“The day before a race I’ll drink at least three to four litres of water with electrolyte powder mixed in. The night before I’ll have a boring rice dish – you’ve got to avoid spicy sauces. On the morning of the race, two hours before the start, I’ll have breakfast – two slices of toast with honey and peanut butter, a cup or two of yoghurt, and then I’ll start sipping on electrolytes. This tends to be early because most of these races start at five or six in the morning, but you have to eat two hours before so your body’s got a chance to break down that food.
“For the first hour and a half of a race you’re barely eating anything at all – you’re just letting your body settle into the rhythm. But after that you’ve got to start taking on liquid and salt tablets. After two and half hours you’ve probably used up 50 per cent of your glycogen, so you really need to start taking on food. Some of the older guys I run with at the South Melbourne Athletic Club used to down a tin of sweetened condensed milk. I’d be like, ‘Oh, yuk.’”
Stuart Gibson Portrait
“I tend to mix and match my running shoes – they’re on a bit of a rotation – but I’ll still go through eight pairs a year. You’ve basically got three types of shoe: your general road-running shoe, your intermediate trail-running shoe and then your hard-core trail-running shoe. These heavy shoes have a very aggressive sole on them, almost like rubbery football studs. It depends on the course as to what footwear you go with. The Bogong to Hotham race is probably considered the hardest in Australia; it’s all technical single track. For that race I’d choose a very aggressive trail shoe. But a lot of other races, the North Face 100 for example, are a mix of fire trails and single track, so for those events I use an average trail shoe with a much more refined sole. You have to do your homework on a course before deciding what to wear.”
“I’ve got a middle-distance background. Ten years ago I was at university in the UK and I used to run competitive middle-distance races, so I was always honing my track technique. But the technique for ultra-running is all about conserving energy. It’s about staying really relaxed, remaining as efficient as possible. Your knee lift is very low, your stride is shortened, your arms are low, your shoulders aren’t tensed. You’re just looking at the ground and choosing your line. At points in a race, say the last ten kilometres, you might want to attack a hill. Then you increase your stride length, get a little more aggressive on your arm movement. But that happens very rarely in ultra-running because races are seldom down to sprint finishes – most of the time you tend to be out on your own.”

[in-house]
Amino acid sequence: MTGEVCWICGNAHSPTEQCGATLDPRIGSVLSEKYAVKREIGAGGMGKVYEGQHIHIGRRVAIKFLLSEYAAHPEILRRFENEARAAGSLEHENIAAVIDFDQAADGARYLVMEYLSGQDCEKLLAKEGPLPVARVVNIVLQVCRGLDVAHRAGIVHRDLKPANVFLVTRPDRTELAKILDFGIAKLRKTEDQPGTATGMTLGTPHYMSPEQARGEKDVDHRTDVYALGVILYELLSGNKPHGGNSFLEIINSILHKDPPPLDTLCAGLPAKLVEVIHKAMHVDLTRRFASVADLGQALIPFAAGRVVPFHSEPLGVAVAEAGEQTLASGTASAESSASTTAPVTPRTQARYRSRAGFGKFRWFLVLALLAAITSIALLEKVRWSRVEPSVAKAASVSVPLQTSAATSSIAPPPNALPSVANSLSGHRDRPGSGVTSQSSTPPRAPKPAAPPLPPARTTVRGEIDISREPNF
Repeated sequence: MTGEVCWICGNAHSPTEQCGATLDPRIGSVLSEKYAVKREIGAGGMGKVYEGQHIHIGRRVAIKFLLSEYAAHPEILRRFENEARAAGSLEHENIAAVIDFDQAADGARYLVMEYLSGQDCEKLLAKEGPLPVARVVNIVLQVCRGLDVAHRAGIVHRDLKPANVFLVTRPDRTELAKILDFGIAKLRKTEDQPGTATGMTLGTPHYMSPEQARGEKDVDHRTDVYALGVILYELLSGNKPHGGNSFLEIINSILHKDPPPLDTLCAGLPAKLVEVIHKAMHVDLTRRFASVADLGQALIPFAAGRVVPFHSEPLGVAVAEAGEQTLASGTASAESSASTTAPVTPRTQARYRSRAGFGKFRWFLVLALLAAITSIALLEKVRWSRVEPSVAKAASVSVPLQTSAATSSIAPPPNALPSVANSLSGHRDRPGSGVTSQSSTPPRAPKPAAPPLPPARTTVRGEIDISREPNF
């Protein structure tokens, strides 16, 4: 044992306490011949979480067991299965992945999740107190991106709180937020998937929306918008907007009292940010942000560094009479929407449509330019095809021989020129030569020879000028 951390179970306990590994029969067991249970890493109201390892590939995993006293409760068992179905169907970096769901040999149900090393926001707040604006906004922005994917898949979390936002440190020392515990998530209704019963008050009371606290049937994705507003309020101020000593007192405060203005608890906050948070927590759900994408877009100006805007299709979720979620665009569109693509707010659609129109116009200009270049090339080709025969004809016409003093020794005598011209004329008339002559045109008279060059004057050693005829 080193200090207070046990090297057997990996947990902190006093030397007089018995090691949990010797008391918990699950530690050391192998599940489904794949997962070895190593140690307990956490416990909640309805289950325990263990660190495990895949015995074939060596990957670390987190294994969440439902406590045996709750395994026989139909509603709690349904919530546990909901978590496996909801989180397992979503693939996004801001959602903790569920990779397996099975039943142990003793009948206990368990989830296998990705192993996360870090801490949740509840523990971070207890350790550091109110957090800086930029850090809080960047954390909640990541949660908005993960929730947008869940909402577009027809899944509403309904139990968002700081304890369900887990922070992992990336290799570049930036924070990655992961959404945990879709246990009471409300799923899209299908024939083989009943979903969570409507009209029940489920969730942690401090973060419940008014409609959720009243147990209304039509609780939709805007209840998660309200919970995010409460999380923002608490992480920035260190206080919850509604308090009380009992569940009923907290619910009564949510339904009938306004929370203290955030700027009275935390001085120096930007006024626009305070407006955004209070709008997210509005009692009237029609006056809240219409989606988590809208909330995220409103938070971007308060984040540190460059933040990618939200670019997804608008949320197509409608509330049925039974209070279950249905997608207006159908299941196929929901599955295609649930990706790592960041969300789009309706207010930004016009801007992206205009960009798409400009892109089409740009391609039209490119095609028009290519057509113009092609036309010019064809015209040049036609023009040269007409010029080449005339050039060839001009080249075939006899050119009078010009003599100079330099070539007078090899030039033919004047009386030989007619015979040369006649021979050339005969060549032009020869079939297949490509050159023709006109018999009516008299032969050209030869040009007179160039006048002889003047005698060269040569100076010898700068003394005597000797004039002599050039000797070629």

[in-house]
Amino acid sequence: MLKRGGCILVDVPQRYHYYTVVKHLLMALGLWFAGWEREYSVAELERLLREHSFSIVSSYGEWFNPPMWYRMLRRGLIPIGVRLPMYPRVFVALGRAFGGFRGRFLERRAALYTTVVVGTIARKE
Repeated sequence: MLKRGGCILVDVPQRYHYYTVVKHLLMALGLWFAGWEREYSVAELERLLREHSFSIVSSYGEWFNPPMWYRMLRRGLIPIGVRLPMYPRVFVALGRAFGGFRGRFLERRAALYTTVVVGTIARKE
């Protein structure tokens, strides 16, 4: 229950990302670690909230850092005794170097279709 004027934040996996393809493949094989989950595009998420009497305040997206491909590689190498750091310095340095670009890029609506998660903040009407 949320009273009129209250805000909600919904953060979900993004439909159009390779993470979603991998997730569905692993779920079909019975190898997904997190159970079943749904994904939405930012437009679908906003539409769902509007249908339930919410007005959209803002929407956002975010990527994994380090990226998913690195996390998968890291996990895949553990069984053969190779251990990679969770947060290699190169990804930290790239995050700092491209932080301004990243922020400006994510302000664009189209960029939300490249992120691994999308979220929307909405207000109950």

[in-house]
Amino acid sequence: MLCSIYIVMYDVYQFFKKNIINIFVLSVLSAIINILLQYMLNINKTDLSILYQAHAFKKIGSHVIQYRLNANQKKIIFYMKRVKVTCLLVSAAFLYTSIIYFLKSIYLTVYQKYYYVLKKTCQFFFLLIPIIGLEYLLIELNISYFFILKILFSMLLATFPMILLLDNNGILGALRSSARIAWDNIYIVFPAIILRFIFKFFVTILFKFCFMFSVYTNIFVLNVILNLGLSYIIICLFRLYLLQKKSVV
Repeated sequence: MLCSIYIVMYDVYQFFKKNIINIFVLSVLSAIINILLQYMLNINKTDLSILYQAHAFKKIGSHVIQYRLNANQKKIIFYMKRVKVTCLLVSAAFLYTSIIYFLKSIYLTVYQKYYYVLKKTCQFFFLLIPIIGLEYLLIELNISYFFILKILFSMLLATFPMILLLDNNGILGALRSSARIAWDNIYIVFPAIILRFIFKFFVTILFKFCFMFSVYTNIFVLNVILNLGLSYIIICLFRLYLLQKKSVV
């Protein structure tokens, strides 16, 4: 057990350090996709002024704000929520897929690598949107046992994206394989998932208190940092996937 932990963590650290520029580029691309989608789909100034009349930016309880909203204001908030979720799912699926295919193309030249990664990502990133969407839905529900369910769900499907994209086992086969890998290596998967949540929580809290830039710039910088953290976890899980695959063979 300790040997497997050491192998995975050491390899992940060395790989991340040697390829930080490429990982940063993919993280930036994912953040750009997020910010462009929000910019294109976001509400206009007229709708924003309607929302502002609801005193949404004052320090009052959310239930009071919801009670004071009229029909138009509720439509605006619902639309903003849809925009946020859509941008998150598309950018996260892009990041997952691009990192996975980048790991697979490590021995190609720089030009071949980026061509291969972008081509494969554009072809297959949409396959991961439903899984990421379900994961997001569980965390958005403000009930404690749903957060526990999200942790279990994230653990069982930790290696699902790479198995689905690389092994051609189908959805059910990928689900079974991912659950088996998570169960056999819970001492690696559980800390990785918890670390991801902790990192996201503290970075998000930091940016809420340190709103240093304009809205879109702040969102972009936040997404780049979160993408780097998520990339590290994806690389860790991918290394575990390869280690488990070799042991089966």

“The first year I did the Eureka Tower climb, it was a bit of a charity thing, but last year I took it a bit more seriously and started doing a few sharper sessions. Basically, I broke it down and said to myself, ‘I think I can climb this in eight minutes.’ Then I tried to break that eight-minute period down. So for the first three to four minutes I’m running hard, doing three to four stairs at a time. Then I cut that back to two stairs at a time, because my heart rate’s at its maximum. Then, for the last minute, I’m just trying to hold on. So I simulate that at the 1000 Steps at Ferntree Gully. I work in eight-minute blocks where I run really hard for four minutes at a longer stride, trying to build my lactic acid, putting my body in oxygen debt. Then I shorten my stride for another three minutes and try to buffer that lactic acid, to manage it, using my middle-distance background. Then for the last minute it’s all about controlling my style, holding my form, controlling my heart rate, because I’m working at my maximum. It’s not much fun!”
“I really think ultra-running is going to take off over the next few years.”
Images: Joseph Feil
“At the moment I’ve got a slight injury in my ankle. At first I thought it was a stress fracture in my fibula, but MRIs have shown it’s just a bit of tendonitis. I’m on anti-inflammatory tablets and I’m trying to watch my kilometres, making sure I’m not doing too much.
“I’m probably not the best person to talk about injury prevention because I tend to be a bit sloppy there. But I always take ice baths after a hard weekend of running. On Sunday nights I’ll pop down to my local pool at Albert Park where you can sit in ice baths for 15 minutes. It’s incredible how that helps to repair damaged tissue. I’m not sure of the science, but if I have an ice bath after a hard-core weekend, by Tuesday morning my legs are ready to go for a hard run again. Compare that to no ice bath and I wouldn’t be right till Thursday. It’s all about cutting down that recovery period.”
“After the Marathon des Sables this year, I lost 18 per cent of my bodyweight – although that was an extreme case. As I was standing on the start line it was 39 degrees and I could feel the moisture being sucked out of my body. It was probably the first time I’ve been concerned about my health during a race. I drank half of my water before we even started. By the 60km mark I just blew up; my body ran out of fluid. My urine became so salt-saturated it caused an infection in my bladder. At the end of that stage I passed a lot of blood. I was pretty concerned but the doctors just gave me antibiotics and told me to drink all of my water rations. But because of the antibiotics, I couldn’t hold food down. So I virtually ran two marathons on no food. By the end, my body was just consuming itself.
“After that race I went back to Scotland to visit my parents and I was eating a very high-fat diet, a lot of fried food, fried sausages, fried bacon. Obviously I was complementing that with fresh fruit and vegetables – and I almost overdosed on vitamin C and iron tablets – but there was a lot of fried stuff. I finished that race at 59kg and I’d put ten kilos back on within four weeks.”